Thursday , December 07, 2017 - 4:30 AM1 comment
Welcome to inversion season in Northern Utah.
Inversion season isn’t tied to a date on the calendar. It depends on atmospheric pressure, snowfall and cold temperatures. And this season is starting with a bang.
Here’s what the Utah Department of Environmental Quality tweeted about 12:30 p.m. Wednesday:
“Now for the bad news: We just got off the phone with @NWSSaltLakeCity, there isn't a significant front moving through N. Utah for the next three weeks. That means the inversion is sticking around. Park the cars and put out the fires. #ActNow4CleanAir”
As a result, the DEQ issued a mandatory ban on burning for Wednesday, Thursday and Friday in Weber, Davis and Box Elder counties. It also urged Northern Utahns to cut down on particulate pollution by carpooling and consolidating trips.
Wait a minute. Wednesday was a bright, sunny day. No gray skies. No soupy clouds.
Why should I carpool? Why can’t I start a nice, roaring fire?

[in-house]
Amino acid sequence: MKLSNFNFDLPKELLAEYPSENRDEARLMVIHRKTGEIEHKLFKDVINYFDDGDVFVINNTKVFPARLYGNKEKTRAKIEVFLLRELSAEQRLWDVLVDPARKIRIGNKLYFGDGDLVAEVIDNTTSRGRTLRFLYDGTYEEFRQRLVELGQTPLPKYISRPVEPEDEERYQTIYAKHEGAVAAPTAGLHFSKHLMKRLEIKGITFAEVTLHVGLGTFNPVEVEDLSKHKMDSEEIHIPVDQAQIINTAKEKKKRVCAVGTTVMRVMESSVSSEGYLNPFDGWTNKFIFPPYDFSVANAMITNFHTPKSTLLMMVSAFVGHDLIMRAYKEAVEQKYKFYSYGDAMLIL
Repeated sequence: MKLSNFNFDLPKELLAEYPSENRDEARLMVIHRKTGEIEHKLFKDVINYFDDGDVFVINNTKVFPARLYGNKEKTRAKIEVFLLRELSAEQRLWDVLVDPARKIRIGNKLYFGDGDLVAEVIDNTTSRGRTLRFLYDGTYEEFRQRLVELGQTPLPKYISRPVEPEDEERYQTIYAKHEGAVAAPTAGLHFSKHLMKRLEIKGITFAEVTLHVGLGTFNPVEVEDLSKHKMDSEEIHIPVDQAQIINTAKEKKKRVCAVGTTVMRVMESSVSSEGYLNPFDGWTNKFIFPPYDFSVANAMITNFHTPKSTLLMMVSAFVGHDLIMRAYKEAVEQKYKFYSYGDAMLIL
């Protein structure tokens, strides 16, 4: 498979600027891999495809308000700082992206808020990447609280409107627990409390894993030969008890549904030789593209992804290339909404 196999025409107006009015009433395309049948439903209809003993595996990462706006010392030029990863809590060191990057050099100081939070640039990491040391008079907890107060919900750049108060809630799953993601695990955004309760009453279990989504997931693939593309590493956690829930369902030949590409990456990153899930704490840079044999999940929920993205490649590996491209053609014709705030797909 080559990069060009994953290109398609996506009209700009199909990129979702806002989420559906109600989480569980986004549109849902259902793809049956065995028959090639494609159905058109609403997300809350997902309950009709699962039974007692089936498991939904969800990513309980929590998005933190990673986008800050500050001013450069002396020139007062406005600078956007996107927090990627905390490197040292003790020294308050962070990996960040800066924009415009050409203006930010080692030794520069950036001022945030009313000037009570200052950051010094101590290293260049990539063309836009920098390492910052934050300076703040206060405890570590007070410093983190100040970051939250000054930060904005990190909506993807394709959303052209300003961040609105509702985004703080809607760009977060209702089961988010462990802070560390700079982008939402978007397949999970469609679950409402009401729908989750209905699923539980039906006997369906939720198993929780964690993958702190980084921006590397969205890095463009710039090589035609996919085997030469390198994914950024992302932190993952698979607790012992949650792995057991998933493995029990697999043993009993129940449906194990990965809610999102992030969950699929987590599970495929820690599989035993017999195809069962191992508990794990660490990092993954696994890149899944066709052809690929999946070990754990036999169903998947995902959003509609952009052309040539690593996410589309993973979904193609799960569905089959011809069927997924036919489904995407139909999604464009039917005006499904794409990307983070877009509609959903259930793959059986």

Because in an inversion, particulate pollution can’t dissipate; it’s trapped by the warm air above the valley.
Every time you drive or burn solid wood, you’re adding tiny particles to to air. The DEQ labels the current health risk moderate. If it continues to worsen, it starts to affect children, older adults and people with breathing issues.
That’s a real risk. Because if we’re stuck with this inversion for another three weeks, the air will only get worse — even if we’re careful.
We can’t call the National Weather Service and order a nice, gusty cold front this weekend. We can’t make it snow or rain. All we can do is take preventive measures.
Skip the fire tonight.
Use public transportation.
Turn off your engine if you’re stopped at a railroad crossing.
If you’re a manufacturer or big employer, revisit your workflow to cut down on travel and emissions.
For the next three weeks, every particle counts.
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